If you were trying to get the attention of the Federal Bureau of Investigation, you couldn’t do much better than Blake Benthall, alleged (and, as of today, indicted) founder of the Silk Road 2.0 online drug marketplace.
Silk Road 2.0 arose, as you might have guessed, in the wake of the collapse of Silk Road, the original and most famous online drug bazaar. The original was shutttered by the FBI when they arrested Ross Ulbricht, aka Dread Pirate Roberts, the alleged founder and beneficial owner. SR1’s earnings via commission have been variously estimated as $80 million (by Quartz) and up to $307 million (฿614,305 from the FBI indictment) depending on when he cashed out his Bitcoins. Most of which he hasn’t, because the Feds seized 25% of them as proceeds of a crime and the rest went missing. Traffic analysis indicates Silk Road 2.0 was doing even more business than the original up until this morning, $8 million a month.
Interestingly, The Washington Post reports that multiple other darknet drug sites are also offline today. The article, by Christopher Ingraham, points out that by shutting down the original market behemoth, the Silk Road, the FBI caused a plethora of competitors to spring up all over, making it harder to track users and trace illegal deals. Now, with this second strike on the market leader, the scattering effect will be intensified. It’s as if someone bombed the only department store in downtown; a hundred suburban strip malls arise to take its place, and policing them takes a lot more time and money.
But back to Benthall. He’s a former Space-X employee and startup junkie, the kind of serial entrepreneur that never seems to have a breakout success (with one alleged exception, of course) but never lets that stop him. Looking at the Silk Road 2.0 case, we can kinda see why he hasn’t had a major sustainable business model to this point.
One of the Silk Road 2.0 servers was registered with his own personal email address. That’s right: firstname.lastname@example.org.
I don’t need to explain how stupid this is if you’re running an illegal business, do I?
Valleywag has the full indictment, which includes the WTF-worthy information that his hard drive was unencrypted, and that he maintained an unencrypted database of customer contact information.
Silk Road 2.0 also lost over $2.6 million of customer and vendor money several months ago; management blamed the known “transaction malleability flaw” in which thieves exploit a weakness in the blockchain’s recording of transactions. Just about that time Benthall bought himself a Tesla roadster.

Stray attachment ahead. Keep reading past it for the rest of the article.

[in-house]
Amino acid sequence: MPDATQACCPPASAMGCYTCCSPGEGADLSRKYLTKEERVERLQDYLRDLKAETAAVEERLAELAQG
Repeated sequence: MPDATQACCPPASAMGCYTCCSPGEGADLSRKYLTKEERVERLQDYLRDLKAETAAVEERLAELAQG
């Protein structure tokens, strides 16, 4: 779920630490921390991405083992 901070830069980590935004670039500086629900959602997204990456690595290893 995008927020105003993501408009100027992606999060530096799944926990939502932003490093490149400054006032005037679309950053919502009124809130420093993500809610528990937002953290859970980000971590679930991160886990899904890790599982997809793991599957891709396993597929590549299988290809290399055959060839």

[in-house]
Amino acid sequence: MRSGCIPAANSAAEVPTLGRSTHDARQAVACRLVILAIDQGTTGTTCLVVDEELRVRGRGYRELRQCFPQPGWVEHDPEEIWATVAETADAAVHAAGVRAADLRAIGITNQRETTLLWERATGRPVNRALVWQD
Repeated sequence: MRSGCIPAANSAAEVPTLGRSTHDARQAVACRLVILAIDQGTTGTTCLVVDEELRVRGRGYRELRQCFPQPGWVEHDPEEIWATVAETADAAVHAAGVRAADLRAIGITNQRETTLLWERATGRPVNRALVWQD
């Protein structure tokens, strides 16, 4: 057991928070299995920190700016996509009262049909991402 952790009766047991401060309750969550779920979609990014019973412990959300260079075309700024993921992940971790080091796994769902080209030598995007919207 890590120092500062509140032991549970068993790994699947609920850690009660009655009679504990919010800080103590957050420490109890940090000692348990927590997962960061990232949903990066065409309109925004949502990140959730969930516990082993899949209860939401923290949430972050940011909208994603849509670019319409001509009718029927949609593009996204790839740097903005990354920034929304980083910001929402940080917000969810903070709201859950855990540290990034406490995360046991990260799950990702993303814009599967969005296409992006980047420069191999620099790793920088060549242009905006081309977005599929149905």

Well, there are a couple of possibilities here (says the journalist putting on her Pundit Hat). Maybe Benthall really is as dumb as a sack of developmentally disabled rocks, and only made his entire setup transparent to the government by accident.
Or maybe those rumours that we’ve been hearing since the Silk Road 2.0 went up are actually true.
Those rumours: that it was an FBI honeypot all along, designed to capture the Silk Road users who somehow escaped Fed nets in the first takedown operation.
Those rumours are persistent, multi-sourced, and high-profile, and emerged within hours, if not minutes, of the site’s launch. At the time of the launch, Dwayne Melancon, chief technology officer for Tripwire, said “There is a lot of back-channel speculation that the take down of Silk Road was a ploy to steal millions in Bitcoins, and that the 25% seized by the FBI may have been sacrificed to cover up the embezzlement of the other 75% of the funds.” And the administrator of Silk Road 2.0 claimed to have been an admin of the old website.
It wouldn’t necessarily bother law enforcement if someone with whom they were cooperating made a great deal of money by helping them make their case. And if he thereafter set up a honeypot for them designed to attract the exact same people, well, that would be just swell from their perspective.
If, however, someone turned off the taps at some point, there’d be a problem, a very big problem, and those would fall on the head of the administrator. If for any reason the civilian administrator of a honeypot fell out with the FBI, they could use all of the access they had to simply take him down.
All of that is hypothetical, of course, except for the history and the warrant and the arrest and the offline darkweb sites. Although as the ActivistPost points out, the indictment indicates that the FBI had someone within the SilkRoad 2.0 since before it had even launched.
Very interesting, eh kittens? Stand by. Who knows? We may find out what Sabu has been doing with himself since his forcible retirement from LulzSec.